By Ruby Woodruff
VANCOUVER — A combination of bed bugs, mould and being friendless in a new city helped fuel Project Pablo’s debut LP, I Want to Believe.
The Vancouver producer, Patrick Holland (a.k.a. Project Pablo) and his roommate Devon White relocated to Montreal at the end of the summer. “We were struggling when we first moved…we didn’t know many people either so I just sat in my room all day making music.”
Eventually he got in touch with a local distributor (Summer Cool) and label (Banko Gotiti). Through them he met NONI WO member, Jeremy Dabrowski who offered to play bass on a couple of tunes. From there Holland says, “things kinda got funky.” At the time he was buying older disco records and listening to artists such as Sade, Steely Dan and Chaka Khan. This influenced him to create an album that balanced the “cheesiness with serious ideas.” He also wanted to include dance elements in his tracks without making it too electronic. His goal was to make computer music but have it sound “as though it were made by a band.”
Despite the nonchalance Holland uses when talking about the inspiration behind his new album, when you hear it you can tell he wasn’t messing around. Each song is layered with a variety of instruments, and chill yet upbeat tempos. The ’70s influence is evident throughout but it is effortlessly intertwined with the more modern house beats.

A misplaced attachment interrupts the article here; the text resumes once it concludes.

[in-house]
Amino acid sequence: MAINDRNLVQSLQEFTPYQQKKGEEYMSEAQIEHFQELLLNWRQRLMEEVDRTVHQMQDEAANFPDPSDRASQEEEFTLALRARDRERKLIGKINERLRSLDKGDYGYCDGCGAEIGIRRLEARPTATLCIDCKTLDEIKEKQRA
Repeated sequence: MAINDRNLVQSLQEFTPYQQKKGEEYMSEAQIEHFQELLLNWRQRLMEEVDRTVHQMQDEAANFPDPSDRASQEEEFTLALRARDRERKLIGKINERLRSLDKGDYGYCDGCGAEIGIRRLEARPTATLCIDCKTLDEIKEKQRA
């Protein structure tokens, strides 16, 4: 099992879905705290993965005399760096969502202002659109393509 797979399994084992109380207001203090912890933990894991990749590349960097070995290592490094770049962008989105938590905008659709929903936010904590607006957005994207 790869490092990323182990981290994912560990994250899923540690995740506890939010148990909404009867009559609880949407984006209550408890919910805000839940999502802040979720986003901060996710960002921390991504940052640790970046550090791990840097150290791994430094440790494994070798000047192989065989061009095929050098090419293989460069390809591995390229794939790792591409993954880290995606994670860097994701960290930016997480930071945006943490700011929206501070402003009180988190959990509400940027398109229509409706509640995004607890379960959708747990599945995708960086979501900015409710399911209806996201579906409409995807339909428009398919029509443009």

On side one (Whose Side?) tracks such as “Follow it up” and “Movin’ Out” reveal the “groovier” aspects of the album. While side two (What Side?) offers songs like “The Feeling” which is slightly faster paced and not so “easy-breezy.” Every track is significantly different than the one before it, but they all blend together seamlessly.
I Want to Believe is being released by 1080p, a tape label from Vancouver. Holland took this into consideration saying he usually listens to cassettes when driving or making food. Therefore, he wanted to create an album that people could use as background music to listen to while doing the same.
Project Pablo isn’t Holland’s only persona. In the past he used the pseudonym 8prn but changed it up when he started making a different type of music. However, he reveals that he will be taking the name 8prn “out of retirement” and releasing some tracks in the future.
Besides producing his own music, Holland and White co-run the label “ASL Singles Club.” They’re aiming to represent artists who are more “raw and weird.” Recently they picked up a guy from Brooklyn who goes by the name “Infamous Boogieman” and will be releasing something from him in March.
Though Holland is excited about his first full-length album, he doesn’t have any plans to tour once it’s released. He’s going to continue living in Montreal throughout the year, working on various music projects.
I Want to Believe is all too easy to get down with. If there’s any doubts about Holland’s talents as a producer, his debut album will put an end to those and make you believe.
Project Pablo’s I Want to Believe will be released February 24th (digitally and on cassette).BC, British Columbia, I Want To Believe, Project Pablo